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Inside a Sustainable Garden Some gardeners are learning how to garden with less – and loving it. BY DAWN KLINGENSMITH

CTW FEATURES

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or Ron and Vicki Nowicki, the first principle of sustainable landscaping is drastic but simple: Get rid of the lawn – every last blade of it. Instead of grass, the couple’s yard consists almost entirely of vegetables, from spinach and Swiss chard to green beans and potatoes. Here and there, berry bushes, shade trees, evergreens and flowers also thrive in their mostly edible Eden, 10 >>

YOUR GARDEN 2009

located in the downtown area of a Chicago suburb where manicured lawns and uniformity are generally prized. However, Ron and Vicki, co-owners of the landscape construction firm The Land Office, Downers Grove, Ill., are working to persuade others that planting backyard vegetable gardens in lieu of grass conserves resources and will ultimately reduce our nation’s dependence on foreign oil as more and more people grow their own food. Just on the consumer side, the energy expended on farmed as opposed to homegrown produce is substantial, says Ron, a landscape architect. “You drive to the store, pick up the food, drive home and throw away the packaging – it’s so wasteful,” he explains.

In nearby Naperville, Ill., Chuck and Pat Armstrong practice the same principle of sustainability – lawn-free landscaping. However, their plantings consist mostly of native prairie grasses, which they never aim a hose at. “Once prairie grasses are established and mature, they almost never require watering because they’re already adapted to the amount of rainfall we get here in the Midwest,” says Pat, a botanist whose landscaping business, Prairie Sun Consultants, specializes in native species. The Armstrongs and the Nowickis offer two different takes on sustainable landscaping, but what does “sustainable” actually mean, particularly as it applies to the small patch of earth, from threshold to property line, for which homeowners must take full responsibility? A popular definition of sustainability is meeting the needs of the present without compromising the ability of future generations to meet their needs, as well. So, simply put, sustainable landscaping and gardening means not using resources, such as water, energy and productive soil, faster than they can be replaced, and avoiding practices that harm the environment. “Two key factors of sustainable gar-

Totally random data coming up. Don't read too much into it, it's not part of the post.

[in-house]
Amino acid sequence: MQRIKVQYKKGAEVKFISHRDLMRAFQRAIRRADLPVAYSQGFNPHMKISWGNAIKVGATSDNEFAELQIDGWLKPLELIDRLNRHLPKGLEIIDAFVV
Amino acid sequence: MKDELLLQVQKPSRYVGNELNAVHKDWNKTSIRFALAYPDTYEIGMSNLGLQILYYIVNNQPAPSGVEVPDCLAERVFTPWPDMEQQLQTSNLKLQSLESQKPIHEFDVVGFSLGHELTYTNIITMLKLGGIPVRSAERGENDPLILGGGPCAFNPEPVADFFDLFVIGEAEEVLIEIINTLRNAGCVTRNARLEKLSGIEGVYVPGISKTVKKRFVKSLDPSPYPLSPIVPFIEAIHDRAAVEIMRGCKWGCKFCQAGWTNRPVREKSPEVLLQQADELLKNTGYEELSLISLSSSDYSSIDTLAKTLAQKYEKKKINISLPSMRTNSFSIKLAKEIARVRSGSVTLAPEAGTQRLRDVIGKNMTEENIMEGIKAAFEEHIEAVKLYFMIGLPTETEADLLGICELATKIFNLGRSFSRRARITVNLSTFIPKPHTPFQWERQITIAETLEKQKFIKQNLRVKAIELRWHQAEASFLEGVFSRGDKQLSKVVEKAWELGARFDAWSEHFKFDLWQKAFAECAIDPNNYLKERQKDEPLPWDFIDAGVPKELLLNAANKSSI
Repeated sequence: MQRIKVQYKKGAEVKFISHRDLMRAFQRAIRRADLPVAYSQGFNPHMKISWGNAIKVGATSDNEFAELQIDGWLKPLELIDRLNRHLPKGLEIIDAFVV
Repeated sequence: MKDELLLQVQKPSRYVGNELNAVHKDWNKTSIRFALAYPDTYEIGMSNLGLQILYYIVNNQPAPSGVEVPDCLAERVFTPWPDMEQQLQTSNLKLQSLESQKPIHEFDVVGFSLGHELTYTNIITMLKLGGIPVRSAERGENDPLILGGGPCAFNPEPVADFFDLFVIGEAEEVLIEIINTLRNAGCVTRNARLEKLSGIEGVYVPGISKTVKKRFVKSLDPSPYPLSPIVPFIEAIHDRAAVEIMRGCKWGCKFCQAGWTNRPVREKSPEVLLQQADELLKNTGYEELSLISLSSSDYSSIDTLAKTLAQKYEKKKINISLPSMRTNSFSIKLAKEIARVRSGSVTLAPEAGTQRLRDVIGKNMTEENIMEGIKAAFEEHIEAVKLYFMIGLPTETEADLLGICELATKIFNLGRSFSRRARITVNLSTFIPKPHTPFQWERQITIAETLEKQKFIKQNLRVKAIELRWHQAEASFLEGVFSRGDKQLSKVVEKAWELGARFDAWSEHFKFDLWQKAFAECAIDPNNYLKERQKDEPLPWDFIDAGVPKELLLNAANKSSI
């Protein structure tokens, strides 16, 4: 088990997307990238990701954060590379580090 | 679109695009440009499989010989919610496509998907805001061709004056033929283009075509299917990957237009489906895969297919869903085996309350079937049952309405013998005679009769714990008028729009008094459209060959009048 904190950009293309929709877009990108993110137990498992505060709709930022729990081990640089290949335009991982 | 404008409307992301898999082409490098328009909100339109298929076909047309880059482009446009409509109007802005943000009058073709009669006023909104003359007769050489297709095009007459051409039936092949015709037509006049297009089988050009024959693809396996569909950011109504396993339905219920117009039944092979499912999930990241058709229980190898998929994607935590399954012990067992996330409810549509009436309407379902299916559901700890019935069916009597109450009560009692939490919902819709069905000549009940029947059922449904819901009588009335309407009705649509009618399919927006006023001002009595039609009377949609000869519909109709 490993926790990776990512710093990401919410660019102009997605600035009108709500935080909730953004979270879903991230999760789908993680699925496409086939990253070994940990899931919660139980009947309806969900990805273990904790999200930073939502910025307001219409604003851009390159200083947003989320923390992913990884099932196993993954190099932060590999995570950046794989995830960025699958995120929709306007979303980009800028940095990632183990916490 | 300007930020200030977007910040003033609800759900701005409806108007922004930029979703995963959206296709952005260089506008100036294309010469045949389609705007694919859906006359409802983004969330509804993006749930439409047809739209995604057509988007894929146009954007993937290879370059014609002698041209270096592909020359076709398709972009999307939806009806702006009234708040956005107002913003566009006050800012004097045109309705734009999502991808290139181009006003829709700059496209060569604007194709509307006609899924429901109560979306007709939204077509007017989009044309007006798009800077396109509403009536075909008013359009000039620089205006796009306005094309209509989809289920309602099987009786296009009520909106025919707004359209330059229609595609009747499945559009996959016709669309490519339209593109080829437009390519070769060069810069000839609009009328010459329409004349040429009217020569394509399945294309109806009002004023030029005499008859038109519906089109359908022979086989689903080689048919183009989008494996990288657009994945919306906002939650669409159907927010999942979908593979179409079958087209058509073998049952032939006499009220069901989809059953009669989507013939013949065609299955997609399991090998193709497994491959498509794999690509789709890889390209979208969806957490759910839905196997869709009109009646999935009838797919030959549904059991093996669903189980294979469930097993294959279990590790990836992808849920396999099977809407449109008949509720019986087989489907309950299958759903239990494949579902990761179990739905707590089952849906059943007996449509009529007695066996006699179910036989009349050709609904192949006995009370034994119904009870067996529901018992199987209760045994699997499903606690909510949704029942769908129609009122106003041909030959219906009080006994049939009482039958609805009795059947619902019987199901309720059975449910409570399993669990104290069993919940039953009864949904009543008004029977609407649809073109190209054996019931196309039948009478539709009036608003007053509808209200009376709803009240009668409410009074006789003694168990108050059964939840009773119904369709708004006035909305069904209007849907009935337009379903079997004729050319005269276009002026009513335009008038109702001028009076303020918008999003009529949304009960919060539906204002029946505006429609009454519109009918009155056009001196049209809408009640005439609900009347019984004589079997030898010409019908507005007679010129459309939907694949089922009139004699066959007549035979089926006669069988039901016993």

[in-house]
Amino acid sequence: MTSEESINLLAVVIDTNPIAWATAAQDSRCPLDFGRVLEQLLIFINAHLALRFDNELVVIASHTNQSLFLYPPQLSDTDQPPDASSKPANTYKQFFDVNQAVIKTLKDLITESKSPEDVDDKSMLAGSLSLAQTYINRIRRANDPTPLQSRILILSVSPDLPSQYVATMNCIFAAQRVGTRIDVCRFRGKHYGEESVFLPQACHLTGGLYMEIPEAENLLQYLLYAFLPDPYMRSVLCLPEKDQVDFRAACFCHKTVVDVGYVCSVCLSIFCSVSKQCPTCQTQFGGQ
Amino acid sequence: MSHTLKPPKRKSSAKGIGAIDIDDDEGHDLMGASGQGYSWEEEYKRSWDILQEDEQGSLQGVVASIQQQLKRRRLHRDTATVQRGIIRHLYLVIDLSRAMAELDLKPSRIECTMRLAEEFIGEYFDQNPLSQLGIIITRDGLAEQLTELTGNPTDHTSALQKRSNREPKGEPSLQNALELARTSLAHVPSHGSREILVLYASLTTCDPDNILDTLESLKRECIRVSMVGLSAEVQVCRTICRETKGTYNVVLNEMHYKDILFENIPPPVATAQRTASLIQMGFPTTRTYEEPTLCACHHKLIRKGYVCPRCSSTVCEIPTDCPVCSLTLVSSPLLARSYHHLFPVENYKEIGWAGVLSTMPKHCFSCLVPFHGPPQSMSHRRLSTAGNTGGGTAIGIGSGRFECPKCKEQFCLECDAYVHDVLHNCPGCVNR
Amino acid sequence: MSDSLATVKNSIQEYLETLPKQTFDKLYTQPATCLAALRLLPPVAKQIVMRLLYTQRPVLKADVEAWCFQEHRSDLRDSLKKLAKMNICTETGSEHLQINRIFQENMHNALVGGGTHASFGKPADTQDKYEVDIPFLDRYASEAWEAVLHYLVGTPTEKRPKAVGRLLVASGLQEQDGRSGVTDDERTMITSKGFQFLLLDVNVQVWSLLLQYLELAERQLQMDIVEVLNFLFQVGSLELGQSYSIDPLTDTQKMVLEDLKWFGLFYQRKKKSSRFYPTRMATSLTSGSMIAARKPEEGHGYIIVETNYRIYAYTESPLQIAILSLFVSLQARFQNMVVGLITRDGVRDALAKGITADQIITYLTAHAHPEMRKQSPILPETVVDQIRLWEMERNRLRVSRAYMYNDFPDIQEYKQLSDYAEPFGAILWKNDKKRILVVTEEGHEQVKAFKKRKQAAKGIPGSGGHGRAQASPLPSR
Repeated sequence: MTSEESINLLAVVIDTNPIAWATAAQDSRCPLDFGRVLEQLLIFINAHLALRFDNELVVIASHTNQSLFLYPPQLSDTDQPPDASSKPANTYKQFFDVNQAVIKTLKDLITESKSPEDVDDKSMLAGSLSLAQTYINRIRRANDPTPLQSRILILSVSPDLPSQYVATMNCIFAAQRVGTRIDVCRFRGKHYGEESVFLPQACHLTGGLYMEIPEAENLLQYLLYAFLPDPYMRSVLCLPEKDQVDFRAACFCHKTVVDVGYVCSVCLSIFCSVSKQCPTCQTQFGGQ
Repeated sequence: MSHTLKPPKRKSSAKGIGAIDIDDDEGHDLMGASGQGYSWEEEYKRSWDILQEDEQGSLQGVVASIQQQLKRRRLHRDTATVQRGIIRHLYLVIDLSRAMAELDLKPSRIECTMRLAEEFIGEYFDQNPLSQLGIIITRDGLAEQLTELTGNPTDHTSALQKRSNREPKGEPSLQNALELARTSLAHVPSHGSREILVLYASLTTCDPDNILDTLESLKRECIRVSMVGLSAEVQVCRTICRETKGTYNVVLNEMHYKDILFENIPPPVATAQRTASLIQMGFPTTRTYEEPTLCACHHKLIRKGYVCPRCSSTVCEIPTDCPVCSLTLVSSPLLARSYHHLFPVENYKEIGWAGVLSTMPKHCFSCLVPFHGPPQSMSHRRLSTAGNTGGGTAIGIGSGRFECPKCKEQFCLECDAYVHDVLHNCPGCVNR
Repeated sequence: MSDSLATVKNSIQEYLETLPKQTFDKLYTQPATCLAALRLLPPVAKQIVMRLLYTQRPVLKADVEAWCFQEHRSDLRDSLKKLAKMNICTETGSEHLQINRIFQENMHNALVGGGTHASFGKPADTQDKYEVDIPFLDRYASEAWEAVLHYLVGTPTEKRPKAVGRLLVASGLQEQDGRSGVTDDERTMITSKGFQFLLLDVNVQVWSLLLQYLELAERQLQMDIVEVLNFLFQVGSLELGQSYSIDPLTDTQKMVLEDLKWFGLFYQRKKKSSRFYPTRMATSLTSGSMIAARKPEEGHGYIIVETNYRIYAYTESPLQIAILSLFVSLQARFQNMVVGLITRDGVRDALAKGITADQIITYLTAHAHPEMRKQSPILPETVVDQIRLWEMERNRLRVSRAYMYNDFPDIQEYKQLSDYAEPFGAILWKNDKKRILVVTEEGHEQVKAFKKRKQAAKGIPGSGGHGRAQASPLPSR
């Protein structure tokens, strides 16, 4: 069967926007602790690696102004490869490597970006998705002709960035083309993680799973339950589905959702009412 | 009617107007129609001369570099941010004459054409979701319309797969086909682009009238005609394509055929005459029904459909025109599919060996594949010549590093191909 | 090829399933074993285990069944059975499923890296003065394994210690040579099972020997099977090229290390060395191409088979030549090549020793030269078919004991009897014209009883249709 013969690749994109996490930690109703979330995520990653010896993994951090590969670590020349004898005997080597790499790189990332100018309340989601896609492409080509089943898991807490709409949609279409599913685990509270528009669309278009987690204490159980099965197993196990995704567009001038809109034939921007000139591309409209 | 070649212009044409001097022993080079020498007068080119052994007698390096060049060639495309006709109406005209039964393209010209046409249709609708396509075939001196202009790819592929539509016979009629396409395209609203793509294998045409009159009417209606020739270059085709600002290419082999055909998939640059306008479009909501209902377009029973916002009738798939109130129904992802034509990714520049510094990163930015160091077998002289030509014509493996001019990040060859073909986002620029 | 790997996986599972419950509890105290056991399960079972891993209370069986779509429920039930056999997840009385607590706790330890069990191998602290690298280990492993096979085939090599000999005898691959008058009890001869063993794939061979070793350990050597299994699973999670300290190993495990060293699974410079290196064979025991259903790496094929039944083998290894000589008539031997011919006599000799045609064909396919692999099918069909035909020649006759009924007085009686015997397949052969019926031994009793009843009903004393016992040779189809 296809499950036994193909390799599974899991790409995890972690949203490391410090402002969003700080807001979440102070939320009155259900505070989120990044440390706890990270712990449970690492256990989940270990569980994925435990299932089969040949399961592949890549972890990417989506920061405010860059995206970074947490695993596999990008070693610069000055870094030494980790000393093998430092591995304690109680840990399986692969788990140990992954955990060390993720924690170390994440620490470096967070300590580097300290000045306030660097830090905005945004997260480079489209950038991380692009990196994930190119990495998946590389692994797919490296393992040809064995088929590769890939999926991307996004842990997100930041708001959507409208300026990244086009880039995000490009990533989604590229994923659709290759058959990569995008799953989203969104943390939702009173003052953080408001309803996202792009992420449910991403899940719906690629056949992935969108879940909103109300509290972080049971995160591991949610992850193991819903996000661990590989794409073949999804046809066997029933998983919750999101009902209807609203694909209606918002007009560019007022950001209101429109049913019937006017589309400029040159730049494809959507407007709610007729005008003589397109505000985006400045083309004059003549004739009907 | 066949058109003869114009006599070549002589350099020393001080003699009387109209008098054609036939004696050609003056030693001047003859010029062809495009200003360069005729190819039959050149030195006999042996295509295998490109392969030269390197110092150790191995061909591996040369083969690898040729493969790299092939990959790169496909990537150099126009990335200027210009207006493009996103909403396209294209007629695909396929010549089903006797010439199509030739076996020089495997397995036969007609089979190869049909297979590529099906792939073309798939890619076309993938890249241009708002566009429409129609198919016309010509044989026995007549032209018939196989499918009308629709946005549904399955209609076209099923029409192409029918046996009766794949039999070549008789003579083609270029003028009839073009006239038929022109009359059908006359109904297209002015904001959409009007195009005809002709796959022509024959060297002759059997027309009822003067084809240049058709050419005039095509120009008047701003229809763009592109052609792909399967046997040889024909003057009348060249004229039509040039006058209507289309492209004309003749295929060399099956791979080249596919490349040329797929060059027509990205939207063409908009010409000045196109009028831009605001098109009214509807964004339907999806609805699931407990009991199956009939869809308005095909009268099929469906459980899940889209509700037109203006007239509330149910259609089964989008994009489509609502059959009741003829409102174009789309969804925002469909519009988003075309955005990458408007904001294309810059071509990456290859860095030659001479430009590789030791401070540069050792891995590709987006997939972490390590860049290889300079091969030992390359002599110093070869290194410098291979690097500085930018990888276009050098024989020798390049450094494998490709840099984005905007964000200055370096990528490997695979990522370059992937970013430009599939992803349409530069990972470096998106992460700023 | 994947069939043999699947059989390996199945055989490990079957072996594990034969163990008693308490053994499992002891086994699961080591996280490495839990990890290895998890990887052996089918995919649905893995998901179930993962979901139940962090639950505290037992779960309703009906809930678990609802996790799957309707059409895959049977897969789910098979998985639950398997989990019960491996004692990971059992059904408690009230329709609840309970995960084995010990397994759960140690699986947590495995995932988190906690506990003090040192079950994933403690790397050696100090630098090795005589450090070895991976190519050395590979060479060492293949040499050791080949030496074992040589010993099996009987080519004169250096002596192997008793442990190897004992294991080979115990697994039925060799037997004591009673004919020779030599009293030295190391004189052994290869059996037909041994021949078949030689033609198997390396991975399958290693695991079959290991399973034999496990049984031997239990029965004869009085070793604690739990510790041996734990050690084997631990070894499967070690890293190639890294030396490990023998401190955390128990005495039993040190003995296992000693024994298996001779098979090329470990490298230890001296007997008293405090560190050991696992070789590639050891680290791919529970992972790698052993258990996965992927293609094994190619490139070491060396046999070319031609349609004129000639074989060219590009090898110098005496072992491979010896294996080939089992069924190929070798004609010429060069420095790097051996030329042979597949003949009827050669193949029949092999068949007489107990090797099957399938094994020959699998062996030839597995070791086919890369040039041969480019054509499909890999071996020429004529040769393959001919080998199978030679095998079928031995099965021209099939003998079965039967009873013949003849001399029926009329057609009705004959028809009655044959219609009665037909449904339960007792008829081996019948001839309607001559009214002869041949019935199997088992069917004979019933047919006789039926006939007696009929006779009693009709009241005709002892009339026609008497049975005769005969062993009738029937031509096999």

dening are low maintenance and energy savings,” Armstrong says. That’s why, by her definition, lawns that require frequent watering; mowing and edging with gas-powered, pollutionbelching equipment; and chemical warfare to prevent dandelion takeovers aren’t sustainable. But people can cultivate the principles of sustainability in their yards and gardens without going so far as ripping up their lawns. They can do so by making water and energy conservation a top priority, says landscape architect Bob Hursthouse, Hursthouse Inc., Bolingbrook, Ill. “Some parts of the country are dry as a bone, so there are some serious fresh water issues,” he says. Therefore, many municipalities restrict how often and which times of day residents may water their lawns and gardens.